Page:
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Extracellular Vesicles and Matrix Remodeling Enzymes: The Emerging Roles in Extracellular Matrix Remodeling, Progression of Diseases and Tissue Repair

Journal article
Authors Muhammad Nawaz
N. Shah
B. R. Zanetti
Maugeri Marco
R. N. Silvestre
F. Fatima
L. Neder
Hadi Valadi
Published in Cells
Volume 7
Issue 10
ISSN 2073-4409
Publication year 2018
Published at Institute of Medicine, Department of Rheumatology and Inflammation Research
Language en
Links dx.doi.org/10.3390/cells7100167
Keywords extracellular vesicles, exosomes, matrix metalloproteinases, MMPs, extracellular matrix, telocytes, epithelial-mesenchymal transition, cells stimulate angiogenesis, growth-factor beta-1, membrane-vesicles, stem-cells, endothelial-cells, ovarian-cancer, in-vitro, horizontal transfer, cardiovascular-disease, Cell Biology
Subject categories Clinical Medicine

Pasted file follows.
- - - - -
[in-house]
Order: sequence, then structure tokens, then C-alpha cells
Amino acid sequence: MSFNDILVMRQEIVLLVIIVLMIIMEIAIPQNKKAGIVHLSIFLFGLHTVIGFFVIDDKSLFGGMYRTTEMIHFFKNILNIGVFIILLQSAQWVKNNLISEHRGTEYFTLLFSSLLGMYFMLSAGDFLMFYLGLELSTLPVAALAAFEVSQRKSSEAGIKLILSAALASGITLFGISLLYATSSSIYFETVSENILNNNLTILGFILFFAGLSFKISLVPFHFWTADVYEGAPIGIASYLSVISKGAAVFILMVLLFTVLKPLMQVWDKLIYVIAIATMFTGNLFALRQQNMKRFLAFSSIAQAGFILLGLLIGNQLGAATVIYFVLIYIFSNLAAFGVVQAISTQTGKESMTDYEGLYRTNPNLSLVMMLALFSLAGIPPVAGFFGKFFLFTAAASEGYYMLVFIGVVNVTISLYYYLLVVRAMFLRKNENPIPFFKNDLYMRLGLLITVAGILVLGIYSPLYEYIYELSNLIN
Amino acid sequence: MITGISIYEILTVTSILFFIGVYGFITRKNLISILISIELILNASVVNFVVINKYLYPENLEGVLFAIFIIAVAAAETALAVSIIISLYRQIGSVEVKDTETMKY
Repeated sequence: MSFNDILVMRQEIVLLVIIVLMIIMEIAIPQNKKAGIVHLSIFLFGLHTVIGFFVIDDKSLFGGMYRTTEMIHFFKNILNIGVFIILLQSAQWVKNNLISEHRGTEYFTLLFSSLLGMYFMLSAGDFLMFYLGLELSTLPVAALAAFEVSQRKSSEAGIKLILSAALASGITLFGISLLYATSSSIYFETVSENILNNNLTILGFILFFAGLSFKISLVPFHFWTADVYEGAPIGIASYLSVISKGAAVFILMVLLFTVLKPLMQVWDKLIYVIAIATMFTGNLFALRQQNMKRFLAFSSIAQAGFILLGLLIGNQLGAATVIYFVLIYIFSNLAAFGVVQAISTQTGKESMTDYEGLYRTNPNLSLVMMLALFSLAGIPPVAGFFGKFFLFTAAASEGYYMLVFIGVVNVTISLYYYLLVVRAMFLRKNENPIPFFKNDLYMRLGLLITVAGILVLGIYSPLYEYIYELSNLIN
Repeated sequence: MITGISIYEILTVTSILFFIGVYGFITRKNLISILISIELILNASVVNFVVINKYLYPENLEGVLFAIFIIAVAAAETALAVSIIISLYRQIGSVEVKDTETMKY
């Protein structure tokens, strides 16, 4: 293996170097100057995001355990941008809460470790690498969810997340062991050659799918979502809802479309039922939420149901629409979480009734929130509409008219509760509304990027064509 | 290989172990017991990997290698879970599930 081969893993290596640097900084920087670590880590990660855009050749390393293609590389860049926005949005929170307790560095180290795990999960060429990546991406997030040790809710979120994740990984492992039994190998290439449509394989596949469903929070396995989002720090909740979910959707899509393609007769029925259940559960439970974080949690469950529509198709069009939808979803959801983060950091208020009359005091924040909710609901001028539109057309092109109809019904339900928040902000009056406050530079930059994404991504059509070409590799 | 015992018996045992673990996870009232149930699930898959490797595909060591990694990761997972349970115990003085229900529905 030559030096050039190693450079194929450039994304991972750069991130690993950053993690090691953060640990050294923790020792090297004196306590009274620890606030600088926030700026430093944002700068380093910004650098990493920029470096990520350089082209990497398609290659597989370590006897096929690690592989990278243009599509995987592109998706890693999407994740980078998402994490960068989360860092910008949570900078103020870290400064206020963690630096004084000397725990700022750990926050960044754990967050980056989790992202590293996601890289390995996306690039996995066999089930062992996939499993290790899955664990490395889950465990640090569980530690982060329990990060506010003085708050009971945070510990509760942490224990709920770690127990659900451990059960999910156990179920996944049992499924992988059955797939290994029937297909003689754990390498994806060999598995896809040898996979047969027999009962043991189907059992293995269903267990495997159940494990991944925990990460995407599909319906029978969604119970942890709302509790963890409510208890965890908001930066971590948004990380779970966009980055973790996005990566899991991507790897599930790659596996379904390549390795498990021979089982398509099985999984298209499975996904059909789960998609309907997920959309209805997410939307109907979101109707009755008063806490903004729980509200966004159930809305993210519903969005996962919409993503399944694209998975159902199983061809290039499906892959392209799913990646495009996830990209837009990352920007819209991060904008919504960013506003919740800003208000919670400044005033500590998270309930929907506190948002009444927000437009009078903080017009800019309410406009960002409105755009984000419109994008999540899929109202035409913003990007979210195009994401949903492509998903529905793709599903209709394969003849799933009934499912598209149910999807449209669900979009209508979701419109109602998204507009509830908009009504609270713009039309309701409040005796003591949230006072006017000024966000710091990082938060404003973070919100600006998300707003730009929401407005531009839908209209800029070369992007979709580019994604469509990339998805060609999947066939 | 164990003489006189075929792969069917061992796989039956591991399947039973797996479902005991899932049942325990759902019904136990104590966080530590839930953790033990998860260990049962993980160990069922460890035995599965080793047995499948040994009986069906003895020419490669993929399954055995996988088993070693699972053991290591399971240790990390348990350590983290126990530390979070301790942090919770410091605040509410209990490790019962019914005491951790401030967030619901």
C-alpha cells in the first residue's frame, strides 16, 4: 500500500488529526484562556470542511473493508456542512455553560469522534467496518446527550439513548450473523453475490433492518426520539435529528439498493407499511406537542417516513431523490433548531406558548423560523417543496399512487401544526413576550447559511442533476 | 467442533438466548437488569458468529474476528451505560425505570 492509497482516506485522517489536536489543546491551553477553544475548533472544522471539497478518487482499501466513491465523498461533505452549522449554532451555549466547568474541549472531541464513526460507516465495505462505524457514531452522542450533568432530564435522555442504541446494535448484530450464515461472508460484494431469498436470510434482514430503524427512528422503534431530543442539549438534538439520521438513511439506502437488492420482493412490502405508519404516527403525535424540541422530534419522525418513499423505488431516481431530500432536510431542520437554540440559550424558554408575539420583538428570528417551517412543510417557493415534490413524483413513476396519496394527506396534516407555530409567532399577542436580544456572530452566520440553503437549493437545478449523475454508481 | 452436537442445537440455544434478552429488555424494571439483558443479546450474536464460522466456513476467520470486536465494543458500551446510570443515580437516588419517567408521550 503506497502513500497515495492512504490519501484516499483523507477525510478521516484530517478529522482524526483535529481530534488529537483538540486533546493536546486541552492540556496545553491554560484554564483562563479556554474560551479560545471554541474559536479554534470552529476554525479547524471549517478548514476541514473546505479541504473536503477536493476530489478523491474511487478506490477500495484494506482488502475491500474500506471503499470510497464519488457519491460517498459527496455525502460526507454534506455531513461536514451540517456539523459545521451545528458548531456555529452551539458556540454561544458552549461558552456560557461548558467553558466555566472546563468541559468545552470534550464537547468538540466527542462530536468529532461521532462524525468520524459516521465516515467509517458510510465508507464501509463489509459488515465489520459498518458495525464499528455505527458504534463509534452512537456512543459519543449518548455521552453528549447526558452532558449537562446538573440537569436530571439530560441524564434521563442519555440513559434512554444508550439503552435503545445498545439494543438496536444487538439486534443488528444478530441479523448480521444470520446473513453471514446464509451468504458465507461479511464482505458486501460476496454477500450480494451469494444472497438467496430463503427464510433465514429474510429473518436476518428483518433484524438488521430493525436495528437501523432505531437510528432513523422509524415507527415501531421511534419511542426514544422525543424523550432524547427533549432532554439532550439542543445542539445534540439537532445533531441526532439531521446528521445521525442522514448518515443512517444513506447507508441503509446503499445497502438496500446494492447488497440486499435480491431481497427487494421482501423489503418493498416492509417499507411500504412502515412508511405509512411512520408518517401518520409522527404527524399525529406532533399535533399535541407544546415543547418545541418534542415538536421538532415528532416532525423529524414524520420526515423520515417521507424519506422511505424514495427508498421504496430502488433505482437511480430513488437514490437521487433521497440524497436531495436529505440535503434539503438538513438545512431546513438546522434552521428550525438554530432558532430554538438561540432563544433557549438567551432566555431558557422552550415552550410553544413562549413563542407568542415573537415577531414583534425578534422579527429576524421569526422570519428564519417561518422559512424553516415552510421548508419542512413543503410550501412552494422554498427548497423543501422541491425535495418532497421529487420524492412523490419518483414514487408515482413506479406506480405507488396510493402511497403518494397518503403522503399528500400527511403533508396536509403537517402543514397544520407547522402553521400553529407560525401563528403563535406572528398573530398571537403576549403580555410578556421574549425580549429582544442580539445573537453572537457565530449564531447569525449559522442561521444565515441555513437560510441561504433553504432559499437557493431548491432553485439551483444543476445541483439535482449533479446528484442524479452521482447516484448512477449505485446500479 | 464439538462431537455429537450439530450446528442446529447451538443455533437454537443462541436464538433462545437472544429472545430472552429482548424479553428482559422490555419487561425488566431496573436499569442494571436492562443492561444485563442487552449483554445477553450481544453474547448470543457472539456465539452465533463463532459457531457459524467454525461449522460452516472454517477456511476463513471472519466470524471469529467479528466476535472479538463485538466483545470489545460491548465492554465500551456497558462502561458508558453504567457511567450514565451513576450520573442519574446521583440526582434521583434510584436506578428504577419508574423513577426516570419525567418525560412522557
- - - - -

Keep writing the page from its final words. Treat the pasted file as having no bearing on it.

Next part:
Abstract

Extracellular vesicles (EVs) are membrane enclosed micro- and nano-sized vesicles that are secreted from almost every species, ranging from prokaryotes to eukaryotes, and from almost every cell type studied so far. EVs contain repertoire of bioactive molecules such as proteins (including enzymes and transcriptional factors), lipids, carbohydrates and nucleic acids including DNA, coding and non-coding RNAs. The secreted EVs are taken up by neighboring cells where they release their content in recipient cells, or can sail through body fluids to reach distant organs. Since EVs transport bioactive cargo between cells, they have emerged as novel mediators of extra- and intercellular activities in local microenvironment and inter-organ communications distantly. Herein, we review the activities of EV-associated matrix-remodeling enzymes such as matrix metalloproteinases, heparanases, hyaluronidases, aggrecanases, and their regulators such as extracellular matrix metalloproteinase inducers and tissue inhibitors of metalloproteinases as novel means of matrix remodeling in physiological and pathological conditions. We discuss how such EVs act as novel mediators of extracellular matrix degradation to prepare a permissive environment for various pathological conditions such as cancer, cardiovascular diseases, arthritis and metabolic diseases. Additionally, the roles of EV-mediated matrix remodeling in tissue repair and their potential applications as organ therapies have been reviewed. Collectively, this knowledge could benefit the development of new approaches for tissue engineering.

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